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Warm up: Training Tip

A list of techniques that triathletes can use to help manage the stresses of going against the competition.

How To Manage The Stress Of Going Against Your Competition

Many triathlon athletes get anxious when they go against a tough opponent. They get nervous and so worked up that they lose their focus. Here is a list of techniques that triathlon athlete can use to help manage the stresses of going against the competition:

  • The first step is to learn as much as you can on your opponent. Although this may seem obvious, some athletes may think they already know what they need to know. Remember there is always something to learn about your competition. Read the reports about your opponent and watch him or her performance. Try to figure out an angle on how you can beat your competition. The more you know about your competition the better your chances are you will win. This will also help to reduce your worries in the future.
  • Do not assume anything about your competition. Every athlete has his good and bad times and just because you may be facing a stronger opponent does not mean that you will lose. Remember that you and your opponent both have an equal chance of winning. You are both starting from scratch. This should help you to give you confidence going into your next triathlon event.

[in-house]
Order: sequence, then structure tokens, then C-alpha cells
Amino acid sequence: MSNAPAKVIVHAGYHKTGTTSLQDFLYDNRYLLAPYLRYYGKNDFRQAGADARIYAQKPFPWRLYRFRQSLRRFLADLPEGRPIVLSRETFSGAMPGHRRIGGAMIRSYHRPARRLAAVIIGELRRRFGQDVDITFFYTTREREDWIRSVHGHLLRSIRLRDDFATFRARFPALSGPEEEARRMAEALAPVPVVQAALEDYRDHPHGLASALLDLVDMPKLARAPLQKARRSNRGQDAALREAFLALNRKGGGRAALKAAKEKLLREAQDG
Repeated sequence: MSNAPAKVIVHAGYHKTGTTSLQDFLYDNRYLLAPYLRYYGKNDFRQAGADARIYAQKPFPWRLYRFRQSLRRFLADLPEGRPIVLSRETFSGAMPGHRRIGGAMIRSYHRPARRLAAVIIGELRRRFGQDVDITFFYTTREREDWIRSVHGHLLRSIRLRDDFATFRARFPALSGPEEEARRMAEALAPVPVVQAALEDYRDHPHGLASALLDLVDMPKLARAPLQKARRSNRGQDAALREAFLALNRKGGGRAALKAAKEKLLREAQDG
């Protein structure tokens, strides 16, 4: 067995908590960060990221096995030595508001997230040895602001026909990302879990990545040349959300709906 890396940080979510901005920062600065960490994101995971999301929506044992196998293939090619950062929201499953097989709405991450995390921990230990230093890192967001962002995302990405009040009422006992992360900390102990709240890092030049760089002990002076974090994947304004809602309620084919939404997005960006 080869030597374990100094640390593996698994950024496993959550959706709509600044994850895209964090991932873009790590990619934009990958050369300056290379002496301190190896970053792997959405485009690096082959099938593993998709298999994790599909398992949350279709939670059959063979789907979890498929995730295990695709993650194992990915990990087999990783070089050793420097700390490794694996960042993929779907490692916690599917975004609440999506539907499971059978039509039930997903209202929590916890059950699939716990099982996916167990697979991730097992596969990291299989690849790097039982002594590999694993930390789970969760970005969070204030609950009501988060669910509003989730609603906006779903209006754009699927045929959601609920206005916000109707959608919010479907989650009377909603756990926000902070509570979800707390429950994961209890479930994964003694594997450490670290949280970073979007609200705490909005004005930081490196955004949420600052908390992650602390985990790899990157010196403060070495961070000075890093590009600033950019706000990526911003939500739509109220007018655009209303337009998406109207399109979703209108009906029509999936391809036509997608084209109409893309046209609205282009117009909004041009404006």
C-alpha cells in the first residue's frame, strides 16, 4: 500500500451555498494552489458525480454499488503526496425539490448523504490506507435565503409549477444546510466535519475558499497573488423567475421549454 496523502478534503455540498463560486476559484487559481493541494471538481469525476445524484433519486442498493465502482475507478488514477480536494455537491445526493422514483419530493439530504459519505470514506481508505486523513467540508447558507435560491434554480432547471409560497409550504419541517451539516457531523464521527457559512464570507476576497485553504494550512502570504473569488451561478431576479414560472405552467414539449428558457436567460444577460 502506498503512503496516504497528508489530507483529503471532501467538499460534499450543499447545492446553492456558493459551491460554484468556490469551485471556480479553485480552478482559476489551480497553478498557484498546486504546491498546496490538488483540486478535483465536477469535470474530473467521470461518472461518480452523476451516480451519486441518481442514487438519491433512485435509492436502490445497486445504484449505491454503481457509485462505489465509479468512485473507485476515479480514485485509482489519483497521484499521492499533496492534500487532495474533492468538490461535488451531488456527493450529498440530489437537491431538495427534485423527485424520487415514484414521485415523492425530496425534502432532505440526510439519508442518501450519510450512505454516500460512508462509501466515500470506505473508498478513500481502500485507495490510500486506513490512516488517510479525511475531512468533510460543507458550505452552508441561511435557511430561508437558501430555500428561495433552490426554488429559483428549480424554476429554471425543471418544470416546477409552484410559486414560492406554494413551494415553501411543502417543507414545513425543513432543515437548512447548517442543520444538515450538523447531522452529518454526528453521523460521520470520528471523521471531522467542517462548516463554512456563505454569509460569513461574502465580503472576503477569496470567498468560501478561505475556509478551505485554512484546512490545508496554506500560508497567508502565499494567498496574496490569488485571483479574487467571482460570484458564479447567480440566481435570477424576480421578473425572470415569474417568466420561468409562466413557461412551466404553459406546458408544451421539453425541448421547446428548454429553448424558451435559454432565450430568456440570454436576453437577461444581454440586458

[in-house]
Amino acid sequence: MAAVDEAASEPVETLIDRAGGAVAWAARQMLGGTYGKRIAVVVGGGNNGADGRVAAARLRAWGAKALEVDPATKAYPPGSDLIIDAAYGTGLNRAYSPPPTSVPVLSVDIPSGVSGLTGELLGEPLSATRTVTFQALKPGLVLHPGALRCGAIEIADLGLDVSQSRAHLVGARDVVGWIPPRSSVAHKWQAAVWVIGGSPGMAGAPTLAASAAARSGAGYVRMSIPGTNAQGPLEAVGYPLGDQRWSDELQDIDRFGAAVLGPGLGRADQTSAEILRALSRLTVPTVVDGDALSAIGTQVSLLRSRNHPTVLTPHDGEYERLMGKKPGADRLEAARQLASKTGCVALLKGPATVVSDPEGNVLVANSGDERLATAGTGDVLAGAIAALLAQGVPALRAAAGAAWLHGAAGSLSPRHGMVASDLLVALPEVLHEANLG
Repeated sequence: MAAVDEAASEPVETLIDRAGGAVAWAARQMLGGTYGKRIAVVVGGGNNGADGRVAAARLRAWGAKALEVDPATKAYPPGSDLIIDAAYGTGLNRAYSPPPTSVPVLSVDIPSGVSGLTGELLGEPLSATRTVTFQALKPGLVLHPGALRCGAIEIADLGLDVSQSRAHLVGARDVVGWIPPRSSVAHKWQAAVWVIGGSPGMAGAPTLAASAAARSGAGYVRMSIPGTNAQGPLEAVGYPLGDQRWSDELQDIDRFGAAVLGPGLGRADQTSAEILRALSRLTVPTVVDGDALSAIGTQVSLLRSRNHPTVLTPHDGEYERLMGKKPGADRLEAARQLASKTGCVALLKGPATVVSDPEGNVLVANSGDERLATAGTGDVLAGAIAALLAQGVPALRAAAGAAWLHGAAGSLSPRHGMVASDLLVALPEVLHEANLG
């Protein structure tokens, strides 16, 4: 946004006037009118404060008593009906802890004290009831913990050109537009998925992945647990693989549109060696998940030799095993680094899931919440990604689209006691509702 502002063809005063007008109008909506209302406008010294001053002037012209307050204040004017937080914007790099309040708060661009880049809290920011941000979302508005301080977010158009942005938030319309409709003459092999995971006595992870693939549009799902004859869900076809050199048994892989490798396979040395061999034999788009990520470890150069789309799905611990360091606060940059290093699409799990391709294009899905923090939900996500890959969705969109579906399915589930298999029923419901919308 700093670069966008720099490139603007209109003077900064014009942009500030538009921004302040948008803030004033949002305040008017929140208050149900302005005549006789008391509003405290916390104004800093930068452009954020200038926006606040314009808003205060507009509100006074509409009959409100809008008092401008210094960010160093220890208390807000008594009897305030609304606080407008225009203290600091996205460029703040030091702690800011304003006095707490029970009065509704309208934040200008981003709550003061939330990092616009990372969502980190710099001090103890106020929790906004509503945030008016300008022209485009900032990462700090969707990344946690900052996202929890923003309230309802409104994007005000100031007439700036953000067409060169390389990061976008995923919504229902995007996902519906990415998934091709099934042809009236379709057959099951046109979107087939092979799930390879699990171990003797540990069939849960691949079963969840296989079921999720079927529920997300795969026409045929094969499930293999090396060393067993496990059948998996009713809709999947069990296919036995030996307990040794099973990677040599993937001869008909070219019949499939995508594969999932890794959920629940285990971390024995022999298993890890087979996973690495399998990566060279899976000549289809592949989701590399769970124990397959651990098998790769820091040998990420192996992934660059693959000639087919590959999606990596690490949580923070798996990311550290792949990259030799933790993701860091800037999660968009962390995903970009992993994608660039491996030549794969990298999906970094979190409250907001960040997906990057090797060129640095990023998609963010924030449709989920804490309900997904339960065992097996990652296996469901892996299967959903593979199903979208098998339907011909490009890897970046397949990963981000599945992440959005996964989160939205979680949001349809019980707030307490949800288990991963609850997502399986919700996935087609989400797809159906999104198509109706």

• Focus on how you can best strive for perfection in your own event, instead of worrying about your opponent. For instance, you are going against the number one athlete in your event and you are nervous. Instead of focusing on how good your competition is, focus on your performance. Concentrate on how you can perform your event and how you can best improve on your problem areas.
  • Realize that you can’t win all of the time, and that also includes your competition. You may be the best athlete in the world, however you will still sometimes lose. No one can win all of the time. When facing a tough competitor, use this fact to your advantage. Even the best athletes will make some mistakes.
  • Give yourself some pep talks to re-enforce encouragement to yourself. Take advantage of opportunities before, or during, your event to give yourself positive encouragement regarding your performance. This can help reduce your stress and anxiety.
  • View a particular triathlon event as a learning experience when things do not work out. For example, you made too many mistakes in a certain event and you are not going to win this time around. Instead of beating yourself up, try to figure out what you did wrong. The best time to improve on your performance is when you deal with adversity.
  • It is not uncommon to get nervous when you go against a better opponent. All you can do is to focus on your skill sets and do the best you can. This will help you in the long run.

Stan Popovich is the author of “A Layman’s Guide to Managing Fear Using Psychology, Christianity and Non Resistant Methods.” For additional information go to: https://www.managingfear.com/